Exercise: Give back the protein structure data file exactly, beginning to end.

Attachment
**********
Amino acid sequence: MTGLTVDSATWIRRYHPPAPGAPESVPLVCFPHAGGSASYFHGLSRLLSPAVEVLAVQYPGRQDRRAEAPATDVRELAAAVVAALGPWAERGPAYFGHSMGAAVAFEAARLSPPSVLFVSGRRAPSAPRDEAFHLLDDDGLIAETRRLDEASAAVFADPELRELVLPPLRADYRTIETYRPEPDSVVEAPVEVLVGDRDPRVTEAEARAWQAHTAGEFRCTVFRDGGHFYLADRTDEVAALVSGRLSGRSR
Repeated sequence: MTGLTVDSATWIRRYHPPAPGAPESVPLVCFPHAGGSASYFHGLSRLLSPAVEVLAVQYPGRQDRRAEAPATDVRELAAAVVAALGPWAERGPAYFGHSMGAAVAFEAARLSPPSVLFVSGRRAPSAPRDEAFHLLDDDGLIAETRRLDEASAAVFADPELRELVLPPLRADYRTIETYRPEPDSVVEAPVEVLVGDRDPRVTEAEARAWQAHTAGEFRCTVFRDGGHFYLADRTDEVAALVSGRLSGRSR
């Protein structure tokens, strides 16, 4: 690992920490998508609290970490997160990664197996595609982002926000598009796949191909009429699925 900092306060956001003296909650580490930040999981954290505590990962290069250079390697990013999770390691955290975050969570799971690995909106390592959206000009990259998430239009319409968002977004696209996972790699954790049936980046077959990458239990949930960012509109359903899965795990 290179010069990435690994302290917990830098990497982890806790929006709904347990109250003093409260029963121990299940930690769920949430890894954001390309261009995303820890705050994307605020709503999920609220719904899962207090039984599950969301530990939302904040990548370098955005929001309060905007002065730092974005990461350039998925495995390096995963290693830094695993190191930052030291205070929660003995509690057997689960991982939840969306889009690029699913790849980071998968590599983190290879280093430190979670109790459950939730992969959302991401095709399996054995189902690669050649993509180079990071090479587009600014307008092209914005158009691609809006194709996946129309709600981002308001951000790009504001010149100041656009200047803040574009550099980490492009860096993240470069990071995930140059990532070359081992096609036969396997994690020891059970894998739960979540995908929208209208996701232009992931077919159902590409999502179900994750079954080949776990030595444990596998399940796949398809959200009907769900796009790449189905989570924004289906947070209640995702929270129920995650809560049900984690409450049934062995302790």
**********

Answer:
Amino acid sequence: MTGLTVDSATWIRRYHPPAPGAPESVPLVCFPHAGGSASYFHGLSRLLSPAVEVLAVQYPGRQDRRAEAPATDVRELAAAVVAALGPWAERGPAYFGHSMGAAVAFEAARLSPPSVLFVSGRRAPSAPRDEAFHLLDDDGLIAETRRLDEASAAVFADPELRELVLPPLRADYRTIETYRPEPDSVVEAPVEVLVGDRDPRVTEAEARAWQAHTAGEFRCTVFRDGGHFYLADRTDEVAALVSGRLSGRSR
Repeated sequence: MTGLTVDSATWIRRYHPPAPGAPESVPLVCFPHAGGSASYFHGLSRLLSPAVEVLAVQYPGRQDRRAEAPATDVRELAAAVVAALGPWAERGPAYFGHSMGAAVAFEAARLSPPSVLFVSGRRAPSAPRDEAFHLLDDDGLIAETRRLDEASAAVFADPELRELVLPPLRADYRTIETYRPEPDSVVEAPVEVLVGDRDPRVTEAEARAWQAHTAGEFRCTVFRDGGHFYLADRTDEVAALVSGRLSGRSR
């Protein structure tokens, strides 16, 4: 690992920490998508609290970490997160990664197996595609982002926000598009796949191909009429699925 900092306060956001003296909650580490930040999981954290505590990962290069250079390697990013999770390691955290975050969570799971690995909106390592959206000009990259998430239009319409968002977004696209996972790699954790049936980046077959990458239990949930960012509109359903899965795990 290179010069990435690994302290917990830098990497982890806790929006709904347990109250003093409260029963121990299940930690769920949430890894954001390309261009995303820890705050994307605020709503999920609220719904899962207090039984599950969301530990939302904040990548370098955005929001309060905007002065730092974005990461350039998925495995390096995963290693830094695993190191930052030291205070929660003995509690057997689960991982939840969306889009690029699913790849980071998968590599983190290879280093430190979670109790459950939730992969959302991401095709399996054995189902690669050649993509180079990071090479587009600014307008092209914005158009691609809006194709996946129309709600981002308001951000790009504001010149100041656009200047803040574009550099980490492009860096993240470069990071995930140059990532070359081992096609036969396997994690020891059970894998739960979540995908929208209208996701232009992931077919159902590409999502179900994750079954080949776990030595444990596998399940796949398809959200009907769900796009790449189905989570924004289906947070209640995702929270129920995650809560049900984690409450049934062995302790």